Please use this identifier to cite or link to this item: http://hdl.handle.net/10125/1982

WRRCTR No.155 Economics and Law of Compensation: Natural resources Policy

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Title: WRRCTR No.155 Economics and Law of Compensation: Natural resources Policy
Authors: Andersen, Stephen O.
Keywords: compensation
natural resources
economic justification
property rights
Pareto optimality
show 8 moreenvironmental effects
water law
resources management
Coase anioms
social economics
Mono Lake
Manville bankruptcy
law of waste

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LC Subject Headings: Natural resources -- Law and legislation.
Issue Date: Aug 1982
Publisher: Water Resources Research Center, University of Hawaii at Manoa
Citation: Andersen SO. 1983. Economics and Law of Compensation: Natural resources Policy. Honolulu (HI): Water Resources Research Center, University of Hawaii at Manoa. WRRC technical report, 155.
Series/Report no.: WRRC Technical Report
155
Abstract: Most economists advocate full compensation for natural resource use and for personal injury. The intent of these positions is to assure proper resource allocation and equity. However, this advocacy often neglects nonmarket resources and perspectives of future generations. This neglect is compounded by the separation of legal process and economic analysis. As a consequence, many economists fail to understand how incomplete compensation is and lawyers frequently find economic analysis too naive and obscure to be useful. In this report economic and legal theories are described, contrasted, and integrated in a pragmatic conceptual framework. Causes of inadequate compensation are defined using a case-study methodology. Two types of case studies are presented. The first summarizes the published record of compensation for privately induced damage to natural environments; the second presents the results of an original survey on mitigation to environmental impacts of contested water projects. Compensation in both cases is inadequate, in terms of equity and eliminating externalities, because of biased institutional factors. To make compensation more adequate,changes in property rights, liability rules, and insurance are suggested in combination with enhanced public trust doctrine.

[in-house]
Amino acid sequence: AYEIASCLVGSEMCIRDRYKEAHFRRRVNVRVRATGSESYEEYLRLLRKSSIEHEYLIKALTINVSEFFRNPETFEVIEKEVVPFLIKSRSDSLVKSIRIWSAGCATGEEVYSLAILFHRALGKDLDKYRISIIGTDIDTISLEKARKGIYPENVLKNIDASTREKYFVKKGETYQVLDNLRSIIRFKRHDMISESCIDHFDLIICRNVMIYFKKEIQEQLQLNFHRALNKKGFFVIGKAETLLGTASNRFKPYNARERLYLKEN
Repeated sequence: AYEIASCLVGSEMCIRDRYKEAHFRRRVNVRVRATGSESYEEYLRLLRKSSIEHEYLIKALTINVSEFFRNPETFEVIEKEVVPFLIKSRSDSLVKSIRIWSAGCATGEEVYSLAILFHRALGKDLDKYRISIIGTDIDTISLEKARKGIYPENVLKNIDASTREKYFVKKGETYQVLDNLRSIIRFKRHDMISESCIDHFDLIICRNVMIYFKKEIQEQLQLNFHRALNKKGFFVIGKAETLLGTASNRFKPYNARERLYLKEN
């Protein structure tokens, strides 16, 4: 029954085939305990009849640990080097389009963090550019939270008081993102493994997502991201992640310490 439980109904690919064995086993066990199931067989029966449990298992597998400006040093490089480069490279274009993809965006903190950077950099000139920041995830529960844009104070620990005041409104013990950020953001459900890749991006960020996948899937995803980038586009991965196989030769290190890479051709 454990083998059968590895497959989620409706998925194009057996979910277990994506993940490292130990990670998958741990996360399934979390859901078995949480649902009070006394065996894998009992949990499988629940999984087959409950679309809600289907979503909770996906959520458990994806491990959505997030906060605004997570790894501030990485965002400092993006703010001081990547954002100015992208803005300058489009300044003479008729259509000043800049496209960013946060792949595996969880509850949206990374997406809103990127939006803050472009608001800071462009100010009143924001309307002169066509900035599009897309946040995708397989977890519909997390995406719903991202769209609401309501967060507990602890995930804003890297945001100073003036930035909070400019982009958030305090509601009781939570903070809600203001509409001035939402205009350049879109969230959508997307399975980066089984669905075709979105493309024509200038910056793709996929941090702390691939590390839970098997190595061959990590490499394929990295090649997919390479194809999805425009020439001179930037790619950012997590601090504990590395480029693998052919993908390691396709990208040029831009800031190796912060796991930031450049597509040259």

Sponsor: Grant/Contract No. S-001
Pages/Duration: ix + 110 pages
URI/DOI: http://hdl.handle.net/10125/1982
Appears in Collections:WRRC Technical Reports



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